According to a study on the 2015 Montreal mortgage market by JLR,1 a Montreal-based firm specializing in real estate transaction analysis, 15% of buyers did not need financing to purchase their homes. If we include condos, which are popular among retirees, 17% of buyers paid cash in 2014.
If you find yourself in the position to pay for a house in cash, it’s best to ask the right questions to make an informed decision.
Paying cash: More than meets the eye
If you pay for your house in cash, you can forget about making monthly mortgage and insurance payments. This can take the edge off if you don’t have a steady income or you lose your job. Also, you’ll have a lower debt-to-income ratio, making it easier to take out another loan if you need one.
But since nothing is completely black and white, it’s important to weigh other possibilities and alternatives before you decide to pay in cash.
Opportunity cost: Putting all your eggs in one basket
When it comes to investing, diversification is key. If you invest everything in your home, a major part of your net worth is tied up in a fixed asset.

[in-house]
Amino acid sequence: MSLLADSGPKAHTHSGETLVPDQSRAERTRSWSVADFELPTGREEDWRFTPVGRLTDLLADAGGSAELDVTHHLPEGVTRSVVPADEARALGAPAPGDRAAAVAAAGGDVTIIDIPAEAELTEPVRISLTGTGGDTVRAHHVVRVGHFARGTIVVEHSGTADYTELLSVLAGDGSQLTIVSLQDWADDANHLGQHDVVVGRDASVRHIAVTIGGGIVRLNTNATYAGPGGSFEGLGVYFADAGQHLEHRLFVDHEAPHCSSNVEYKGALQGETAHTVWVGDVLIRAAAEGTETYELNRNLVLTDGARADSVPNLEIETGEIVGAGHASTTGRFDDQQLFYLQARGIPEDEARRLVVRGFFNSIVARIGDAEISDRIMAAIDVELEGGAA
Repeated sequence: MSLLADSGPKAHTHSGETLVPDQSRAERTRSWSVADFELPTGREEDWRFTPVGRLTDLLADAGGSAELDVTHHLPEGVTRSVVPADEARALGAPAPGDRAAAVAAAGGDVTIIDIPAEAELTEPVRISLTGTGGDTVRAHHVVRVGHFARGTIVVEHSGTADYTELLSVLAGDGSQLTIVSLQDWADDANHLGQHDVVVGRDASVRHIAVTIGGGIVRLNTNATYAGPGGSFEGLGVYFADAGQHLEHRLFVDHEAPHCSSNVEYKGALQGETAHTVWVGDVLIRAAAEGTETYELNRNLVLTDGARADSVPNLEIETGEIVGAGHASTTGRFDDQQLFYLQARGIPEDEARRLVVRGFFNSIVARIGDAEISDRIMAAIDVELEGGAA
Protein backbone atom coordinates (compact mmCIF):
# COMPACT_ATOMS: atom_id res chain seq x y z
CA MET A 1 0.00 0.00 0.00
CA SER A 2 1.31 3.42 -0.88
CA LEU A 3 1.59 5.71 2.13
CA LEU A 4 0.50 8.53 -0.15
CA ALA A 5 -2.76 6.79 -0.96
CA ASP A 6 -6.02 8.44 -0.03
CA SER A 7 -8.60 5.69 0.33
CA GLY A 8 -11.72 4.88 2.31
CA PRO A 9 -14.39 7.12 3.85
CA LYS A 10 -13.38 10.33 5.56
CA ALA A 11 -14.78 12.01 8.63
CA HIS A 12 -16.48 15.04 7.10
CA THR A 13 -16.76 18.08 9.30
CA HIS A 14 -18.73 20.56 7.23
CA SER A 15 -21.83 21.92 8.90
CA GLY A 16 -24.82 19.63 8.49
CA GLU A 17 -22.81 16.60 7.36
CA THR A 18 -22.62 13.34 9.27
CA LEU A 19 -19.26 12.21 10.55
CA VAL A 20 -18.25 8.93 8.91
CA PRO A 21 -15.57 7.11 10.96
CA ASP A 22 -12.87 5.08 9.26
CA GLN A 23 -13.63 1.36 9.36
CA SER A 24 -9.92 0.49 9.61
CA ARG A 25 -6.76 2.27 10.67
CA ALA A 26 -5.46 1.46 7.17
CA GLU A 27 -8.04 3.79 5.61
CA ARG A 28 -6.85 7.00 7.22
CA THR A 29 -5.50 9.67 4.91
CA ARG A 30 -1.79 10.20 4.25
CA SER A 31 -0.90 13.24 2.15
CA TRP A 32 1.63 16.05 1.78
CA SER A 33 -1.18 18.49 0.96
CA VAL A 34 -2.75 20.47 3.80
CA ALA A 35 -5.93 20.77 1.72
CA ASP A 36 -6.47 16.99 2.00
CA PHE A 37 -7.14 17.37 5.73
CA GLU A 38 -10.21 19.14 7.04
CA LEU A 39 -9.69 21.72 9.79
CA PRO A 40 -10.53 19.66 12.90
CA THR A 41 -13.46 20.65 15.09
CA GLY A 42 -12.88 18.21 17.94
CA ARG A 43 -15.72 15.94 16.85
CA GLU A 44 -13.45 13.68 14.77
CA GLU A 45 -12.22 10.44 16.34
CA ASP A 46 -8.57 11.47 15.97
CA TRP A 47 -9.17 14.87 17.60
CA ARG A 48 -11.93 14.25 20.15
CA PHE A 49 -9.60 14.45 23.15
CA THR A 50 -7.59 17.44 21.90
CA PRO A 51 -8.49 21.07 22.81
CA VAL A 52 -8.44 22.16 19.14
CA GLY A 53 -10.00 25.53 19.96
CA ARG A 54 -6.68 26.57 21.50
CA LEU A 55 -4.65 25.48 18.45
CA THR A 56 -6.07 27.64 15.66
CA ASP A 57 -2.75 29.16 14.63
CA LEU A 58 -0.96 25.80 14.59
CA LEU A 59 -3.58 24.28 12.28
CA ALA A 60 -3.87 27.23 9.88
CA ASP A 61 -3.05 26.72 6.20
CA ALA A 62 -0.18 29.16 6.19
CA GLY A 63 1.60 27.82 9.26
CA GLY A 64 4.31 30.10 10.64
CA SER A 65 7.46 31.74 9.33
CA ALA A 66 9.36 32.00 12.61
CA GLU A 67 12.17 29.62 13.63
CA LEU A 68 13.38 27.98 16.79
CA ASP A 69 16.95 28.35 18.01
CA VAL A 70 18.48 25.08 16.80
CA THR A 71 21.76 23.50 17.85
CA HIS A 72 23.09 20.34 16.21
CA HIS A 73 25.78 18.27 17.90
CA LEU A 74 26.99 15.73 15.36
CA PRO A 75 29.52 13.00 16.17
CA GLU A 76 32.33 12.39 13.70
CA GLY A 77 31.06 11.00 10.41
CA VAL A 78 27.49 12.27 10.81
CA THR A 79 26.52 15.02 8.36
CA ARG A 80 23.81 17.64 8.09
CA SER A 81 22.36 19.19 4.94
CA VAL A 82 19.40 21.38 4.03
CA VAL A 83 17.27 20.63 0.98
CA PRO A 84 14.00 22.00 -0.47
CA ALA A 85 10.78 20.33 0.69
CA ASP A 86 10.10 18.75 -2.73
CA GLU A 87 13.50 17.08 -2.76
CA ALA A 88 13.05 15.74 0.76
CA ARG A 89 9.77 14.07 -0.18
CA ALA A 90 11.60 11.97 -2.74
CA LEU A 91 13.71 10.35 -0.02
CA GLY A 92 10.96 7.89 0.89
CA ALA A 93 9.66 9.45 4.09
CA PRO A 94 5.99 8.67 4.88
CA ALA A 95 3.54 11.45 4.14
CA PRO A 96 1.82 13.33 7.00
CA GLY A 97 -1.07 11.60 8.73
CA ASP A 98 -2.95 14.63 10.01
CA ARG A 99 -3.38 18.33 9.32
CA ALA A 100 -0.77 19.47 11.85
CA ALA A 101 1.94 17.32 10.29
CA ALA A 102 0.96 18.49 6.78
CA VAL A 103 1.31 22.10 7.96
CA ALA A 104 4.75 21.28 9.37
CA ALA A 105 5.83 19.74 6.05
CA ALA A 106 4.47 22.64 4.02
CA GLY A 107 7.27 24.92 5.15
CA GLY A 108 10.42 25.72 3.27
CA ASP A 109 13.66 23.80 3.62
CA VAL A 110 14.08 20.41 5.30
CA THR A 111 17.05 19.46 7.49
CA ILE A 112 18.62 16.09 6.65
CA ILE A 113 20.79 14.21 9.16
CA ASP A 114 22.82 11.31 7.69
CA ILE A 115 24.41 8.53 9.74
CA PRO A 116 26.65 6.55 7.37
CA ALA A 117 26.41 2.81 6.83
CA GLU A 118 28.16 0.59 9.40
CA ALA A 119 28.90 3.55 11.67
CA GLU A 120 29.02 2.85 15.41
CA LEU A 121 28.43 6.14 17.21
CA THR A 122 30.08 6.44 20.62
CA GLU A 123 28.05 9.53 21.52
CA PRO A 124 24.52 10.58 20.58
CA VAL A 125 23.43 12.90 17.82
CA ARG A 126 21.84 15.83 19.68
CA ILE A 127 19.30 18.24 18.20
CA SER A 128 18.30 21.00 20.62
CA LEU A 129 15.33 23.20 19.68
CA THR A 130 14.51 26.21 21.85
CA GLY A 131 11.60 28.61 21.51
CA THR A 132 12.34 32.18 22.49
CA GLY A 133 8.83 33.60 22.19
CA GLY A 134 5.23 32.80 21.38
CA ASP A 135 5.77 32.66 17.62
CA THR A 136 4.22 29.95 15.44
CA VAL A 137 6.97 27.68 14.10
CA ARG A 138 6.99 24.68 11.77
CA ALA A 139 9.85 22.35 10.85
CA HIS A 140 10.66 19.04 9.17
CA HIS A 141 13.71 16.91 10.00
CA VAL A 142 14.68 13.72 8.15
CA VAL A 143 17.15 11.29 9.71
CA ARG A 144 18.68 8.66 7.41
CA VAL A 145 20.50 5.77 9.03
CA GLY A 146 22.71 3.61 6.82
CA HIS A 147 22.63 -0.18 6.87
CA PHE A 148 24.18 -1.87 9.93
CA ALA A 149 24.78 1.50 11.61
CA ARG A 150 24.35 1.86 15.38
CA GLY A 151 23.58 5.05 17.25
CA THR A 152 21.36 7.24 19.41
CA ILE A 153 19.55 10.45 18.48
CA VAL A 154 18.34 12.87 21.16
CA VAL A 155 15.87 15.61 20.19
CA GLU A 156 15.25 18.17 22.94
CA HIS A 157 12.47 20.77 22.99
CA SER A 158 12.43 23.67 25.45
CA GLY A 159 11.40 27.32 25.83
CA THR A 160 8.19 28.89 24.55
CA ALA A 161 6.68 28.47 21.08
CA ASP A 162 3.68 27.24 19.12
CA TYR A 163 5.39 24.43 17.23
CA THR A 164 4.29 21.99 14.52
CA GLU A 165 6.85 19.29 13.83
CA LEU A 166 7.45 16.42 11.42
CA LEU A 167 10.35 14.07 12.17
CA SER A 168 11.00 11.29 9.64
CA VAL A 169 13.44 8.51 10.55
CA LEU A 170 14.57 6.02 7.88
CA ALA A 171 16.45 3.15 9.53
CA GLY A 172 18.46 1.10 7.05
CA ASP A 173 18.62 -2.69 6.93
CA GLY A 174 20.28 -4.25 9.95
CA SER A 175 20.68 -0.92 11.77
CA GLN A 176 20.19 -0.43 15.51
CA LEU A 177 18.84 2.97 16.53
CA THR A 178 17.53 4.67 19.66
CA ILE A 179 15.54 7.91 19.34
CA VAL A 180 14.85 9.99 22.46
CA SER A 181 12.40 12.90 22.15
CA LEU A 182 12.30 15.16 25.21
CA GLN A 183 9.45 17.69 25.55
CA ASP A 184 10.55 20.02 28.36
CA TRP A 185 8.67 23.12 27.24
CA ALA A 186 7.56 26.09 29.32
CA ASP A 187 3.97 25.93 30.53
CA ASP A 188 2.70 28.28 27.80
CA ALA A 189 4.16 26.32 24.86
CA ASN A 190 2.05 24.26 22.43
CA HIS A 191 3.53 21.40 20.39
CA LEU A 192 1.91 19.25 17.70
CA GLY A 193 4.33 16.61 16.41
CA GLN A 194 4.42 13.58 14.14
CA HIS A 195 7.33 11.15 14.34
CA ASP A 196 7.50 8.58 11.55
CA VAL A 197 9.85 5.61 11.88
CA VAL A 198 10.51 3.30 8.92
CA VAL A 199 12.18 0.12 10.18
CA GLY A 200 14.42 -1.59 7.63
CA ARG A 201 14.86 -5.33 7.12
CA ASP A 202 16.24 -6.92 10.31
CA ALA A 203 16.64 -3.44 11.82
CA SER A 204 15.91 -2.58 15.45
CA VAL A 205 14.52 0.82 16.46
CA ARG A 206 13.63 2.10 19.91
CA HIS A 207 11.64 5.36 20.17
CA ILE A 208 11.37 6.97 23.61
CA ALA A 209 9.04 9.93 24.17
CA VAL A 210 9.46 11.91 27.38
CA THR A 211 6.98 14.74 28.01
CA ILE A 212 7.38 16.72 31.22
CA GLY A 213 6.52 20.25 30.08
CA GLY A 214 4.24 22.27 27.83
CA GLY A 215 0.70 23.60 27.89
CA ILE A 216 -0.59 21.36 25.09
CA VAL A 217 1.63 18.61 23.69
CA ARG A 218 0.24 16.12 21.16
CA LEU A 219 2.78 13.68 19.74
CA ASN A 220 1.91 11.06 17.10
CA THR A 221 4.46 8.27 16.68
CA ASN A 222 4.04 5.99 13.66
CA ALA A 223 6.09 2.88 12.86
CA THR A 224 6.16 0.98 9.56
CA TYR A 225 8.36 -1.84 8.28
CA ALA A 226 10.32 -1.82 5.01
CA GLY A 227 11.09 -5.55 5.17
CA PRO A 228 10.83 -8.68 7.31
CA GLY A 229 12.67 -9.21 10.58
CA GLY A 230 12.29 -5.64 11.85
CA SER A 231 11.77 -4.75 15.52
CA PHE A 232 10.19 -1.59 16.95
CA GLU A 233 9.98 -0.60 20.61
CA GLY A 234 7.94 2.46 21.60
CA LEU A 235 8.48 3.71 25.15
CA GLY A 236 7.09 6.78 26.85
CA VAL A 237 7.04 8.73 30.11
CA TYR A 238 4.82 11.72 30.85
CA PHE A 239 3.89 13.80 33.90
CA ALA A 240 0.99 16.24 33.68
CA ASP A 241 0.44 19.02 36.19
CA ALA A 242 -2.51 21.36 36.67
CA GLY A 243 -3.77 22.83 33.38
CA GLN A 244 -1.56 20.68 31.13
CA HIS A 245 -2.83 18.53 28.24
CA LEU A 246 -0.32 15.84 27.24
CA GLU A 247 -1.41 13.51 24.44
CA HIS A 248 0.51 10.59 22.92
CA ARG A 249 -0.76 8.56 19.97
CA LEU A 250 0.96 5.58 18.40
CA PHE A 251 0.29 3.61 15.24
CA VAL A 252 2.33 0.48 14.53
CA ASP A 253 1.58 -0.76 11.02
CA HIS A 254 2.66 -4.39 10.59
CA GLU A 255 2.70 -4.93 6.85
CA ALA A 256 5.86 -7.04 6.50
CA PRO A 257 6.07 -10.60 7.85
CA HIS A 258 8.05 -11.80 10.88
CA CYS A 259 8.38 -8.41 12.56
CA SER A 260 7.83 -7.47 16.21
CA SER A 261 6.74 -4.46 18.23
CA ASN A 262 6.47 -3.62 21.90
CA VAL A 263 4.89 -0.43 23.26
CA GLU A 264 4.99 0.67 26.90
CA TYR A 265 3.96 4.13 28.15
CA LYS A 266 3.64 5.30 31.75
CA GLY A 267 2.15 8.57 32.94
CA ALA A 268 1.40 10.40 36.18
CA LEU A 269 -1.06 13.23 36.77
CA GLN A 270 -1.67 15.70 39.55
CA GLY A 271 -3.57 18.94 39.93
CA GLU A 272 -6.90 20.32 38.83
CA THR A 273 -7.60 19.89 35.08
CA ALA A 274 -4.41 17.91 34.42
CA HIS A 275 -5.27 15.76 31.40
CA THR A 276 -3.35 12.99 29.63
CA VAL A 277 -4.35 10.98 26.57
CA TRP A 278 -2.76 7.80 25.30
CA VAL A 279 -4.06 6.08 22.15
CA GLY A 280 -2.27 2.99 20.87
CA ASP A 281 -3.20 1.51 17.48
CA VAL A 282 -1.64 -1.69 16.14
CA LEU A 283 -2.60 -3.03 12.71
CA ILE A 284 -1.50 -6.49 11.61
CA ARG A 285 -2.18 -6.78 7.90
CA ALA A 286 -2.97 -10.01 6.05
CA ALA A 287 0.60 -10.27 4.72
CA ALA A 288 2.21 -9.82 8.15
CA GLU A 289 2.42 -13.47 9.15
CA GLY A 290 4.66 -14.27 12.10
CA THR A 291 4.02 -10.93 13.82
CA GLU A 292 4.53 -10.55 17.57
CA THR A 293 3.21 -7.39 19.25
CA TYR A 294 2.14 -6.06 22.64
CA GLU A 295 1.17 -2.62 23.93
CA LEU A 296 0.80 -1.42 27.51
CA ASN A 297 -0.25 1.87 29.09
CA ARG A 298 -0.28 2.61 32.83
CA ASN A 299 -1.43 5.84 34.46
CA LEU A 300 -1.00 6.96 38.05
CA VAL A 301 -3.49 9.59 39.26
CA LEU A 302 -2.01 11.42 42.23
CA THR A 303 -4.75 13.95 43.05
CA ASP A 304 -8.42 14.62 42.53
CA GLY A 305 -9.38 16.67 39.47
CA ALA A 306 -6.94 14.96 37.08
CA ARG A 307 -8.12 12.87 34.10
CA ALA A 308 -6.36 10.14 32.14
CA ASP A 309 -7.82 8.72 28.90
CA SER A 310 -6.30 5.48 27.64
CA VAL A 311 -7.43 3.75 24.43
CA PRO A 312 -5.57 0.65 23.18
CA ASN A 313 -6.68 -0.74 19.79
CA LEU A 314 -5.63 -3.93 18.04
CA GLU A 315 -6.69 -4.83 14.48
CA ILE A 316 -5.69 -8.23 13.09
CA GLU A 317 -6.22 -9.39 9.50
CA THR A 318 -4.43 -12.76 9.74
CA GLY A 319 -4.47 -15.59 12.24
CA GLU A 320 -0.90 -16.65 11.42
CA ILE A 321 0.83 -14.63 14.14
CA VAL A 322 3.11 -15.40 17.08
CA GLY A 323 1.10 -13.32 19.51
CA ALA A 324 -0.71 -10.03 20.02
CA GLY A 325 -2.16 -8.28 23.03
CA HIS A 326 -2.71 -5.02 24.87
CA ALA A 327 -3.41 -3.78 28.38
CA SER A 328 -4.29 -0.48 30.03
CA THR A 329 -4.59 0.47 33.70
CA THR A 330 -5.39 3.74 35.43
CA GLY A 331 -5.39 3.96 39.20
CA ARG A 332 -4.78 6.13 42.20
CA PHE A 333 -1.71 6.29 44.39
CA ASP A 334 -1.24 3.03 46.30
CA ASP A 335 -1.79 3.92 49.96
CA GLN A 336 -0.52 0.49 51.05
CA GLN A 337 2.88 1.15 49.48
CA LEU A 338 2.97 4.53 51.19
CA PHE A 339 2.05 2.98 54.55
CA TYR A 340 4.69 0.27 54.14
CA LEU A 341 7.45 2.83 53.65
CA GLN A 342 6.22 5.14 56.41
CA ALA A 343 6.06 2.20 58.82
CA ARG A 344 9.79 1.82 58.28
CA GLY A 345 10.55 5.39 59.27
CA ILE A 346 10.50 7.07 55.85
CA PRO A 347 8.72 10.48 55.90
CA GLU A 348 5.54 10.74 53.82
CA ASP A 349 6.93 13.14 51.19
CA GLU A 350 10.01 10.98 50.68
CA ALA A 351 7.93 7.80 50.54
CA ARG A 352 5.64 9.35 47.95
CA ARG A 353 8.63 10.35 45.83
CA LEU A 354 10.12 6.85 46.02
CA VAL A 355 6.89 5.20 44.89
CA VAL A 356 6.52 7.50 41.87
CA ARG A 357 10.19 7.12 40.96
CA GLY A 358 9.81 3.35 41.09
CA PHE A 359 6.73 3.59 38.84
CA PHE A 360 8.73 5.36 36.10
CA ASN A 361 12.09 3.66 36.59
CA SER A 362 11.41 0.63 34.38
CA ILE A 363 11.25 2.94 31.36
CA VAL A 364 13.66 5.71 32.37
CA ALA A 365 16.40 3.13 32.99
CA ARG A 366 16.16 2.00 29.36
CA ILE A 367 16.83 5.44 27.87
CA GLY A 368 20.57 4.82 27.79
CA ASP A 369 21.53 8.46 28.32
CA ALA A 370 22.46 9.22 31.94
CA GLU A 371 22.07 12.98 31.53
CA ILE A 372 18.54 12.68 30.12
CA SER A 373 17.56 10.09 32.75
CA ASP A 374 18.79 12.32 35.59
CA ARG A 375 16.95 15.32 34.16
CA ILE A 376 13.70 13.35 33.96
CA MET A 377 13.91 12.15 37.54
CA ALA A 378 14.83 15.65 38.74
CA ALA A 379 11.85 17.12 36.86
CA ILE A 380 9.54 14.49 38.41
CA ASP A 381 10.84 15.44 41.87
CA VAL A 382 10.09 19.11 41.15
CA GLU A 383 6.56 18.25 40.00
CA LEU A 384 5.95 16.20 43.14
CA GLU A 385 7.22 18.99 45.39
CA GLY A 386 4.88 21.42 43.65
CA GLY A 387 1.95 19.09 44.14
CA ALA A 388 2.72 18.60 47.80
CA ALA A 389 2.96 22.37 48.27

Historically speaking, the real estate market has been relatively stable, but it could be a good idea to diversify your asset classes if most of your money is invested in your house. If you keep your mortgage at current interest rates, you could explore other investment options while keeping the home you want.
Risk of insufficient liquidity
If you invest all of your cash in your house, you’ll need to borrow again in case of any emergencies. Several investment options let you earn interest with easy access to funds if you’re ever in a jam.
So, before you write off a mortgage, be sure to weigh all your options.